Yesterday morning I thought I had a nice easy column to write for today. The Dodgers, who already have one combustible Cuban character in Yasiel Puig had dealt for another defector Aroldis Chapman, he of the 105 MPH pitch which is almost as fast as Puig drives. The Reds were going to get two prospects, which is like giving something special you already own in exchange for two lottery tickets. They may be better than what you had or they may be utterly worthless. That’s the column I planned to write. Then late last night the word came down that the trade was on hold. Chapman, who was that close to leaving one of the league’s worst teams in Cincinnati to go to one of its best in La La land suddenly was pulled up short by an incident catching up with him. So, until it is resolved the question will be “Number 54, Where Are You?” Older fans can sing that line to the melody of the old TV show “Car 54 Where Are You.” Younger fans, see google and youtube.
Allegedly, in October Chapman and his girl friend got into a lovers’ spat which escalated into a category 5 argument and things got very ugly indeed. If the reports are true, he choked her, pushed her against a wall and fired 8 gunshots into the air. None of them struck the girl or we would have heard about this roughly five nanoseconds after it happened.
Even the way it has been laid out, I for one am amazed it was held back from October to now, when he was so close to a reprieve from Cincinnati and a ticket to the idyllic Land of Fruits and Nuts, the land described so well by Jonathan Kellerman and Joseph Wambaugh.
He and Puig would be two rowdies dealing with a substitute teacher in untested manager Dave Roberts, instead of a no-nonsense sort like Don Mattingly was. Roberts would be a complete nonentity if it weren’t for one stolen base in the 9th inning one game in the 2004 ALCS, a series I don’t even want to think about. He was a rental for Boston that year. However, in fairness to Roberts I don’t know if Mugsy McGraw or Tommy Lasorda could handle these two if in fact they meet on the 2016 Dodgers. And the rookie will have more than that to make him wonder if he should have taken this gig. The Dodgers’ rotation is a shambles now without Zack Greinke. If Chapman is able to join the team, the Dodgers already have a closer-Kenley Jansen. Two closers on one team seldom ends well. We’ve seen this movie in Washington, and it wasn’t pretty. Jonathan Papelbon joined the team, displacing Drew Storen and putting his nose out of joint. Jansen has already said he won’t be a happy man if Chapman comes to town. Their numbers of saves and strikeouts are comparable. They both began playing in the same year, 2010. Jansen is a year older. So, again assuming Chapman arrives at all, how does Roberts deal with it? Will Jansen be upset that the Dodgers even considered_ getting another closer? Just another soap opera on just another ordinary Monday in LA.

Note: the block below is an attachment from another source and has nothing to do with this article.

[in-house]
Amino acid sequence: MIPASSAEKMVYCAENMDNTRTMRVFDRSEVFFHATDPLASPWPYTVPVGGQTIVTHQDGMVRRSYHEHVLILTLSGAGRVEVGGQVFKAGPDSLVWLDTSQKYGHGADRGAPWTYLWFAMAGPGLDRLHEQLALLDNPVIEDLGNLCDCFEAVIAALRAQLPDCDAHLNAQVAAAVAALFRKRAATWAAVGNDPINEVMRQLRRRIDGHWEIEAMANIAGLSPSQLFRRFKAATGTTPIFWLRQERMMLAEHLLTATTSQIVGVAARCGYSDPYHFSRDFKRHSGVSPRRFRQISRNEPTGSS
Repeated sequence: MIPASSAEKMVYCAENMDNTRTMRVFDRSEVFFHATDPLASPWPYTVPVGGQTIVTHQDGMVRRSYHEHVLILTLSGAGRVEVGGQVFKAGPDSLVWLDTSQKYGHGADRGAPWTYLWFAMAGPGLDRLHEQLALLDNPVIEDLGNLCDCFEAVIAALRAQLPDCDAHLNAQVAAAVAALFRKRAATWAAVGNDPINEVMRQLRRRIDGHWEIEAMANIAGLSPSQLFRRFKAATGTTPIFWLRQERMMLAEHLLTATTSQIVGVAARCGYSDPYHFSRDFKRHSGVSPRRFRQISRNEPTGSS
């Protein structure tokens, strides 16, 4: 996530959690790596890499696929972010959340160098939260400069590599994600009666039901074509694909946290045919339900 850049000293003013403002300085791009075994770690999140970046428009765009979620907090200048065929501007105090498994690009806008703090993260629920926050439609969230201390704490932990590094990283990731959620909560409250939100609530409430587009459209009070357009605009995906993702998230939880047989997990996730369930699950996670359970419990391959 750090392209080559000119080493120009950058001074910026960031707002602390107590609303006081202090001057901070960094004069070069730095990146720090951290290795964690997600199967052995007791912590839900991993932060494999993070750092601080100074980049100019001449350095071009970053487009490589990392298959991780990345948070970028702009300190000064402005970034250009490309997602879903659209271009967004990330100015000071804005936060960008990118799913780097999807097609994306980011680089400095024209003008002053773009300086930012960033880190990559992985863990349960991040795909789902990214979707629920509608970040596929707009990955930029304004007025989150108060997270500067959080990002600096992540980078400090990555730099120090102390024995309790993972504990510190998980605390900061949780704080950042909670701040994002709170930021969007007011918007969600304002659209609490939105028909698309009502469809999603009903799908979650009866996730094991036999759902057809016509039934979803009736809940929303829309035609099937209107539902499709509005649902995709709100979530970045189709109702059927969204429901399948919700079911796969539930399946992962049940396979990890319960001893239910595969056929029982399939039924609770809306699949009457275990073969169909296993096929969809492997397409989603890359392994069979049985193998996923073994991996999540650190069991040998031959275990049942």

As for today’s birthdays, the AL MVP is 30 today. Joshua Adam Donaldson of Pensacola is 30 today. He’s been an All-Star twice and this season got the most All-Star votes ever. He was originally a Cubs draftee in 2007, and went to Oakland a year later with 3 others for Rich Hardin and Chad Gaudin, a pitcher I broadcast when he pitched at Charleston. He went to the Blue jays at the end of 2014 and had the year of his life. Only he and George Bell have won the league MVP as Blue Jays.
Michael Cole Mussina is 47 today. He was the Orioles’ first-round pick, #20 overall from Stanford in the 1990 draft and was in the bigs by 1991. Before calling it a career he had won 11 or more games 17 years in a row, an American League record and been an All-Star 5 times. After a decade with the Orioles, he wore pinstripes for 8 years and famously relieved Roger Clemens in game 7 of the 2003 ALCS and silenced Boston’s offense, giving the Yankees a chance to win which they did. Now he coaches high school basketball in Montoursville, PA, his home town.
And from the department of great names comes pitcher Jake Hehl, who pitched one onely inning in 1918 for the Brooklyn Robins (Dodgers.) Temporarily they were called the Robins when Wilbert Robinson was manager. That’s when Jake Hehl pitched for them. I know it isn’t spelled like the place the preacher tells us we’re going to, but what a great name. If he’d kept pitching every outing the manager could say “Give ’em Hehl,” and Jake would even if he pitched like crud. Can you imagine being Mrs. Hehl, having a child and spending her life raising Hehl? The names can sometimes be the most amusing part of Baseball As I See It.